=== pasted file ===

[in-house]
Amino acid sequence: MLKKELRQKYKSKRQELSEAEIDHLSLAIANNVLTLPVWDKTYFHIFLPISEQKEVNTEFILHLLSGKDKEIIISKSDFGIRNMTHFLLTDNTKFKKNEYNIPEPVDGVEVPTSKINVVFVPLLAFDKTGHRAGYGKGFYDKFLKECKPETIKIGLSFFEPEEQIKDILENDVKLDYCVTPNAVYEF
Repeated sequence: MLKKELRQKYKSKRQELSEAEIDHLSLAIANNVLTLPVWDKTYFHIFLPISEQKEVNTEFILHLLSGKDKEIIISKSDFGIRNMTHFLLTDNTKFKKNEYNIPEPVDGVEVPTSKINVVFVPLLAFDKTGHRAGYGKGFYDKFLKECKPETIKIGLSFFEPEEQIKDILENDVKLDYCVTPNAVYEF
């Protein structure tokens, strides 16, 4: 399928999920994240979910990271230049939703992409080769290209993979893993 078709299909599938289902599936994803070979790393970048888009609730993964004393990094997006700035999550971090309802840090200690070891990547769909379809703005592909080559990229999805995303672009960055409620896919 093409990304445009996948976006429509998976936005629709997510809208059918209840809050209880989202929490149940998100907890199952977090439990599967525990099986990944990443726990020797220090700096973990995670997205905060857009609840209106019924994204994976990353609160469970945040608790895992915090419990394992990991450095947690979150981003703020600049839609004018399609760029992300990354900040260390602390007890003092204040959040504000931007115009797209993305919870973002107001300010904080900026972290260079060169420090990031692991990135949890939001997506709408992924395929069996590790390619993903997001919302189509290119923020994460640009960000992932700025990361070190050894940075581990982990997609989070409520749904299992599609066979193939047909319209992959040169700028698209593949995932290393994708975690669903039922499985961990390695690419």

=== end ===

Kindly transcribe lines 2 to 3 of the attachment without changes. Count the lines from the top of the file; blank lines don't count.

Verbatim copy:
Amino acid sequence: MLKKELRQKYKSKRQELSEAEIDHLSLAIANNVLTLPVWDKTYFHIFLPISEQKEVNTEFILHLLSGKDKEIIISKSDFGIRNMTHFLLTDNTKFKKNEYNIPEPVDGVEVPTSKINVVFVPLLAFDKTGHRAGYGKGFYDKFLKECKPETIKIGLSFFEPEEQIKDILENDVKLDYCVTPNAVYEF
Repeated sequence: MLKKELRQKYKSKRQELSEAEIDHLSLAIANNVLTLPVWDKTYFHIFLPISEQKEVNTEFILHLLSGKDKEIIISKSDFGIRNMTHFLLTDNTKFKKNEYNIPEPVDGVEVPTSKINVVFVPLLAFDKTGHRAGYGKGFYDKFLKECKPETIKIGLSFFEPEEQIKDILENDVKLDYCVTPNAVYEF